I think there’s a general assumption that coming into a city means more taxes, more regulation, more services. That doesn’t always turn out to be the case. I talked to a Rocky Point resident who recently told me why he didn’t want to be in the city. He recalled a relative supporting Marine Drive’s annexation into the city.

“Marine Drive got in because they wanted sewer and sidewalks,” he recalled. But they got nothin.'”

I hope to learn a lot this year on this issue, and welcome your knowledge and opinions.

Former Seattle arcade coming to Bremerton


Mike Cichy has been seeking a new locale for his arcade business since reluctantly closing the Seattle Waterfront Arcade last September.

He’s found one on Bremerton’s Fourth Street.

The fourth generation arcade owner, who lives in Illahee, signed a lease last week and has already begun remodeling a space on the 600 block. His plan includes roughly 40 games covering 2,000 square feet, along with a space for birthday parties.

“There will be something for everybody,” says Cichy, 36. “From toddlers to grandparents.”

Cichy, a fourth-generation arcade owner, would prefer to still have the arcade on the Seattle waterfront. Last year, he was given a 30-day notice to vacate from Pier 57 by its owners. Cichy said that redevelopment on the waterfront made finding a different space near impossible. He didn’t want to pay too high a price for space but also didn’t want to settle for a spot devoid of foot traffic.


So he looked closer to home.

“We were up in the air as far as what to do,” he said.

It wasn’t Cichy’s first time looking, and even finding, arcade spaces in Bremerton. He’s leased games inside the now-defunct Kart Trax on Wheaton Way and at the Bremerton Ice Center. He originally moved here with his wife, Joanna, who is a Bremerton native. The couple married in 2000.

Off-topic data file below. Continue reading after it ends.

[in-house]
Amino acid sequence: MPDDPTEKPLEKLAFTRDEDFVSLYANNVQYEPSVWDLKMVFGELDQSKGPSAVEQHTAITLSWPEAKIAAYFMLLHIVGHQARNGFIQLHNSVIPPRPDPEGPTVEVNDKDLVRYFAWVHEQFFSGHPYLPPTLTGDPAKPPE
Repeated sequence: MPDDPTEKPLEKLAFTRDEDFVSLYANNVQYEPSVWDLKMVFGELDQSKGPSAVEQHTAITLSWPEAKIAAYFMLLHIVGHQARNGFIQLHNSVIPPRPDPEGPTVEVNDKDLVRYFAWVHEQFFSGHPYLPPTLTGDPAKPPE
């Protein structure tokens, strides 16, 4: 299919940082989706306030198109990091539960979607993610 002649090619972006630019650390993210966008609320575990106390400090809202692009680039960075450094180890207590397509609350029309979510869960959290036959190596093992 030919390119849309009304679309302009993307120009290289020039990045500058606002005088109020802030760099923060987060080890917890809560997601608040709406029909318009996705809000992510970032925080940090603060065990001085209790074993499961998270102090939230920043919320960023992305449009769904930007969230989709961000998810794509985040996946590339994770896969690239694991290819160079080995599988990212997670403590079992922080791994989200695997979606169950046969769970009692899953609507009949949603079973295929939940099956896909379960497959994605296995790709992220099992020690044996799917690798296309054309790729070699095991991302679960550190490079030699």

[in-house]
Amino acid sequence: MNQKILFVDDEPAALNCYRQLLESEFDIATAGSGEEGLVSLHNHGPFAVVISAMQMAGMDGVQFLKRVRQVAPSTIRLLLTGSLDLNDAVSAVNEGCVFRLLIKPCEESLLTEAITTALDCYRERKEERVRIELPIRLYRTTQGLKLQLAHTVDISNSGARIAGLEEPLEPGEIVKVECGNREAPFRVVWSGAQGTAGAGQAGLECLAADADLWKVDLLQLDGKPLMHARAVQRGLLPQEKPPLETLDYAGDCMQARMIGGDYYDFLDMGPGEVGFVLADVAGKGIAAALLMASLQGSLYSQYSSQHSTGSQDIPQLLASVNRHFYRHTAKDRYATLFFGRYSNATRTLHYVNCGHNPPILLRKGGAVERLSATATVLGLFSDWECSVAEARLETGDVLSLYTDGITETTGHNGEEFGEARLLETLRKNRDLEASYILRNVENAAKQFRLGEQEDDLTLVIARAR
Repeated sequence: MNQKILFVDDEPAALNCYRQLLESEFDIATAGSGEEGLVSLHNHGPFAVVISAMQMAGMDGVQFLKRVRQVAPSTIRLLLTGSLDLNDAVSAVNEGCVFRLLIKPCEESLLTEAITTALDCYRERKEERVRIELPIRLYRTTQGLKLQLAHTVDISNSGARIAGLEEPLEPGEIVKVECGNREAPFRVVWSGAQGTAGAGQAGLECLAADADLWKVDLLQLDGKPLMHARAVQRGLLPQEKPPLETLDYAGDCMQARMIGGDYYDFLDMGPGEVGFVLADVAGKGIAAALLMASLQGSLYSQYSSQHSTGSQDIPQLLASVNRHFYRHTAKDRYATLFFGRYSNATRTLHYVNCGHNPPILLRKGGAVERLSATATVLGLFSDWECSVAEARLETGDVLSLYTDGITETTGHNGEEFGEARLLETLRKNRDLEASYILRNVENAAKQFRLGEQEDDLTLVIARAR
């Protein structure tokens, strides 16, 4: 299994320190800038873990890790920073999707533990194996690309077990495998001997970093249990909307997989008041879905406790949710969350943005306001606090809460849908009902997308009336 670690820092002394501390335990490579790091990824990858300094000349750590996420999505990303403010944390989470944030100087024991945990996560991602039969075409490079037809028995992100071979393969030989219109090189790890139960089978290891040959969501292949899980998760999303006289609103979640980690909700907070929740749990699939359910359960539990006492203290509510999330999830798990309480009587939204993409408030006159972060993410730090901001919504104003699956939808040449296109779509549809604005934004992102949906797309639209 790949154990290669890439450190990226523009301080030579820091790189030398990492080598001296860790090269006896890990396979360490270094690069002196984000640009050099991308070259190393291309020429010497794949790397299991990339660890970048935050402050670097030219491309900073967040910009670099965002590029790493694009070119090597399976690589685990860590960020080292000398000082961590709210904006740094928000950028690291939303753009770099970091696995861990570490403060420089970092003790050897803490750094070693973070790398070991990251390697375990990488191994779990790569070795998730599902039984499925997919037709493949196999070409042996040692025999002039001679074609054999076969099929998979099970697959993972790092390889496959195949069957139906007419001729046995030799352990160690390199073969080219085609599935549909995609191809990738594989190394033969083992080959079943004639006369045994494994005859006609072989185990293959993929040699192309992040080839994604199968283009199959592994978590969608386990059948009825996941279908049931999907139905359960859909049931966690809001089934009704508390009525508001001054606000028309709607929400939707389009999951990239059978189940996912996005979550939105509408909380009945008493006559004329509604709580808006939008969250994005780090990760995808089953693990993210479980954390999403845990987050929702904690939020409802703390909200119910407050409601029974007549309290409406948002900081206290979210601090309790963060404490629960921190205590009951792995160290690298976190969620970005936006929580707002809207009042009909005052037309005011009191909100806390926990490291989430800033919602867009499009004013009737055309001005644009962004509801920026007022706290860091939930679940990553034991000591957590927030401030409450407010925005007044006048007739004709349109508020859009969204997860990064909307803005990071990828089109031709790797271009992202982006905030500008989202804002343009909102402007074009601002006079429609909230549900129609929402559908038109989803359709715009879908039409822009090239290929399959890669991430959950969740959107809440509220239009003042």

His family has opened gaming centers all over the Puget Sound area, most recently the Seattle Waterfront Arcade. Cichy’s father, Gary, became manager at what was then called “Quarters” on the waterfront in 1994. The family bought Quarters and renamed it the Seattle Waterfront Arcade in 2002.

After looking at numerous locations in downtown Bremerton, he settled on one formally held by The Rockit Roost, an eclectic rockabilly and beer store that went out of business there in 2014. The building is owned by Timothy Stimac, who also owns the salon across the street from it.

He liked best the supportive atmosphere among business owners on Fourth Street, anchored by the 10-screen movieplex SEEfilm, for a location.

“I like the neighborhood feeling,” he said. “There’s a real sense of community down there.”

Ideally, he’d like to operate the Bremerton location and find another on, or near, the Seattle waterfront. But he feels he’s found a permanent home for his business.

“I’m looking longterm,” he said. “I’d like to be here 20 years — or more.”

No date has yet been set for the arcade’s opening but Cichy would like to be in business before June if possible.


What will it take for a Fourth Street turnaround?

The Roxy: in the middle of it.
The Roxy: in the middle of it.

The new idea for a “residential oasis” on Fourth Street is intriguing. It rests on a simple notion: If several commercial buildings have fallen stagnant on the street block, between Pacific and Washington avenues, then why not try a residential approach?

Bremerton Architect Steve Rice’s idea for residential lofts, which compliment the 22-year-old flowering pear trees on the one-way boulevard, already has some traction in that the City Council had been seeking an idea for economic development downtown to which to reallocate federal dollars.

Fourth Street’s alter ego, between Park and Pacific, is bustling with street life, making the older section contrast all the more.

So what will it take to complete the turnaround? Here’s the four main ideas I’ve heard floated. Not that they are not mutually exclusive, that is, they could occur in some combination.